February 11, 1991, Monday
LENGTH: 662 words
BYLINE: Geoff Brown
B-movies before blickbusters
Nine am. Rotterdam is cold and grey. At the Lumiere cinema,
a nubile young Japanese
lady golfer swipes her ball and faints in the glory of CinemaScope and colour. Seijun
Suzuki's sublimely foolish Tale of Sorrow and Sadness has got underway. The golfing
sprite becomes a media star, succumbs to blackmail from an outraged fan, and dies, along
with most other characters, at the hands of her kid brother. Slack-jawed with awe, I
remain in my seat, calculating that if Suzuki is perverse enough to make such a film, then
I am perverse enough to watch it.
7.30pm. Rotterdam is cold and dark. At the Luxor cinema, the pinched
face of a
bewildered Russian fills the screen for what seems an age. He is visiting Siberia to bury
his father. Slowly the camera probes the flat's dingy rooms: bare boards and dejected
furniture, the debris of a miserable life. In a mesmerising scene, the lady undertaker spells
out the hard economic facts about getting a body buried; the poor boy sees his small stock
of kopecks whittled away to nothing. After scene upon scene of shadow and gloom,
colour finally enters with a brick-red coffin.
The audience is watching the Western premiere of The Second Circle,
latest feature by
the prolific and wayward Aleksandr Sokoevrov, one of the Soviet art cinema's rising
stars. It would never pull a full house at the Odeon in Omsk, but I remain in my seat:
uneven and downbeat, the film still casts an extraordinary spell.
This is a festival for those in love with cinema's outer limits: the
safe parade of familiar
directors and Hollywood big-guns is not Rotterdam's way. The impassioned simplicity of
Sokoevrov's filmin stark contrast to earlier features such as Heartbreak Houseduly
received its reward: the Fipresci jury of international critics voted The Second Circle the
festival's best film.
The Cinema of the Ridiculous kept its end up through sheer numbers:
20 other Suzukis
were on show, in a retrospective salute to ''Japanese Kings of the Bs''. Suzuki, born in
1923, forged his unusual career by thumbing his nose at all the rules. Sets are heavily
stylised, lit with primary colours that suddenly change; if a plotline lingers over a year,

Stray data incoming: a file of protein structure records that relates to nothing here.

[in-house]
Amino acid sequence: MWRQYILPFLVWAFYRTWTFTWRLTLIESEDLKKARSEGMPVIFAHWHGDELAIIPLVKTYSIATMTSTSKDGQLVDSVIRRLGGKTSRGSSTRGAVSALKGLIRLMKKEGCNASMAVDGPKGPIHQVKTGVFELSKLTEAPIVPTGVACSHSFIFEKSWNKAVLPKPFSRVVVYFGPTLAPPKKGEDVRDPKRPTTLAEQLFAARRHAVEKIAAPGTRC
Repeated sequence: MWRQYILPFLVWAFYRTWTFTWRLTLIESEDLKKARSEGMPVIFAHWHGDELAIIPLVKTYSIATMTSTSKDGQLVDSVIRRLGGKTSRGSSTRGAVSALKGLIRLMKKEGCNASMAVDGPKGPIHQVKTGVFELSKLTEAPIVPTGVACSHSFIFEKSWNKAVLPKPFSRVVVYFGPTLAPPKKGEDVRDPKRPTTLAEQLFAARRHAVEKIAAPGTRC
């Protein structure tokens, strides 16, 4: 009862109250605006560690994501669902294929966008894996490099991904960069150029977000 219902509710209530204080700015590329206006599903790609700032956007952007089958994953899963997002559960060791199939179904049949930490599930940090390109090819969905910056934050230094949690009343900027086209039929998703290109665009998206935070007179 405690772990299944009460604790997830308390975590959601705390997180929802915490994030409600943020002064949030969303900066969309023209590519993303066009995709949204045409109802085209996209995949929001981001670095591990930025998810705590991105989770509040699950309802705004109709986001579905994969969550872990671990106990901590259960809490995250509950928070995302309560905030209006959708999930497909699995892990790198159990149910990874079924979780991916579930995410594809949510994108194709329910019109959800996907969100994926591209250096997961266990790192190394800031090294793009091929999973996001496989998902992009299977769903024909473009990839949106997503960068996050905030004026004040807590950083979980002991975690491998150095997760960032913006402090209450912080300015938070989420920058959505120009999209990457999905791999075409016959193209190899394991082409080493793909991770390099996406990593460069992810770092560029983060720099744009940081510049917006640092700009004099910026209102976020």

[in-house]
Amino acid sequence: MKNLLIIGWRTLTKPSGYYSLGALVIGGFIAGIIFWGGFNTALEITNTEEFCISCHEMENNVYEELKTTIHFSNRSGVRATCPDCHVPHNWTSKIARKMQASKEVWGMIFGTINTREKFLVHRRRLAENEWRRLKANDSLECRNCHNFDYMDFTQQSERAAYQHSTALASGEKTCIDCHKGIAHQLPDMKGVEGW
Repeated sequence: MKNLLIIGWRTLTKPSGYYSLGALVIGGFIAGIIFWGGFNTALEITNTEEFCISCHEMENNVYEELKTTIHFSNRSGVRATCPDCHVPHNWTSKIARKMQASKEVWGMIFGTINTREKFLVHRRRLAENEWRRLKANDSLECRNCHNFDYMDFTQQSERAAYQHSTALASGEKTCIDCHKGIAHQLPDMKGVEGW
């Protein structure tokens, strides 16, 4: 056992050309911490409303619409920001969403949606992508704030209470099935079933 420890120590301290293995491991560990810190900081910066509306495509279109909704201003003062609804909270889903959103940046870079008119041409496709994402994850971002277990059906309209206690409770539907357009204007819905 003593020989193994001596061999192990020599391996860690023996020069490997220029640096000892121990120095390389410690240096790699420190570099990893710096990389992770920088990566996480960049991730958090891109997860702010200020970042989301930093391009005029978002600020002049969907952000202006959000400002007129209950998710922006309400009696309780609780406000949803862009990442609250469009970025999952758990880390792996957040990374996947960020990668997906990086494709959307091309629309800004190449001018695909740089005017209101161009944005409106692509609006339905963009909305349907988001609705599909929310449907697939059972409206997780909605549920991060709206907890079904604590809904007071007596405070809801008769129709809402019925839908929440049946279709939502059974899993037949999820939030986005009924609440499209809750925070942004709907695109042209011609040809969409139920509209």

the seasons unfold out of order. In Story of a Prostitute and Tokyo Drifter, the violence is
swift, brutal, cartoon-sharp, while the narrative habits of Japanese gangster movies are
pilloried with glee, though not much wit.
Suzuki provided a happy feast for lovers of the outre, though for cinematic
shrivelled alongside Yuzo Kawashima
another so-called ''King of the Bs''. For Kawashima, however, the label
hardly fits: how
could A Geisha's Diary, a subtle account of a geisha girl struggling towards
independence, resplendently acted and shot, or the bustling, neo-realist Red Light
District, ever be lumped with potboilers?
Kawashima, who died aged 45 in 1963, was blessed with a marvellous eye
composition. His CinemaScope frames dance with life and elegant design. Suzuki, for all
his charms, simply chucks actors and props onto the screen and hopes for the best.
Elsewhere in the festival, Nicholas Ray, maverick director of Rebel
Without a Cause, was
saluted alongside other Hollywood renegades. A new print of Paramount's 1927 Changan
astonishing jungle drama shot in Thailand by the King Kong team of Ernest Schoedsack
and Merian Cooper, was a valuable revival, revealing anew some of cinema's most
audacious wildlife photography.
The chief business of film festivals, though, is looking to the future:
talent, showcasing films that travel on to other festivals and public screenings. Maybe
Kracht will make some headway: this striking directorial debut by the Dutch playwright
Frouke Fokkema delighted with its wry, comic tale of a widowed farmer's fateful affair
with a woman painter from the big city. The title translates as Strength; Fokkema shows a
muscular gift for encapsulating the ingrown rural scene in laconic images and words.